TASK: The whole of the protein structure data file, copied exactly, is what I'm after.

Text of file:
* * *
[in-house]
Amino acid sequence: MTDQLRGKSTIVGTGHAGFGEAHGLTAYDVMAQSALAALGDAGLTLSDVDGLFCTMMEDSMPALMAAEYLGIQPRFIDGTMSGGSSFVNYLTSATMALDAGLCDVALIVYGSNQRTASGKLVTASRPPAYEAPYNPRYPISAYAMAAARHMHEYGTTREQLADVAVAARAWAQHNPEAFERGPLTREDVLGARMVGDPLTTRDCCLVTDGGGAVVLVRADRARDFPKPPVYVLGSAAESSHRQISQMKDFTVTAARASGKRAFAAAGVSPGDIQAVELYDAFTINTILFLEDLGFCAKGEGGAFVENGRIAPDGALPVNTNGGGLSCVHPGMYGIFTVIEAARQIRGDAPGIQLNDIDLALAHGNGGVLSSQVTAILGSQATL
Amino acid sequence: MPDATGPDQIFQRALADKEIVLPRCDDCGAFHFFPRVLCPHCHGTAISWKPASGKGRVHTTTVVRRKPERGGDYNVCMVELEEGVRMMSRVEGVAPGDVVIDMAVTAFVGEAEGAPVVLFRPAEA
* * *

[in-house]
Amino acid sequence: MTDQLRGKSTIVGTGHAGFGEAHGLTAYDVMAQSALAALGDAGLTLSDVDGLFCTMMEDSMPALMAAEYLGIQPRFIDGTMSGGSSFVNYLTSATMALDAGLCDVALIVYGSNQRTASGKLVTASRPPAYEAPYNPRYPISAYAMAAARHMHEYGTTREQLADVAVAARAWAQHNPEAFERGPLTREDVLGARMVGDPLTTRDCCLVTDGGGAVVLVRADRARDFPKPPVYVLGSAAESSHRQISQMKDFTVTAARASGKRAFAAAGVSPGDIQAVELYDAFTINTILFLEDLGFCAKGEGGAFVENGRIAPDGALPVNTNGGGLSCVHPGMYGIFTVIEAARQIRGDAPGIQLNDIDLALAHGNGGVLSSQVTAILGSQATL
Amino acid sequence: MPDATGPDQIFQRALADKEIVLPRCDDCGAFHFFPRVLCPHCHGTAISWKPASGKGRVHTTTVVRRKPERGGDYNVCMVELEEGVRMMSRVEGVAPGDVVIDMAVTAFVGEAEGAPVVLFRPAEA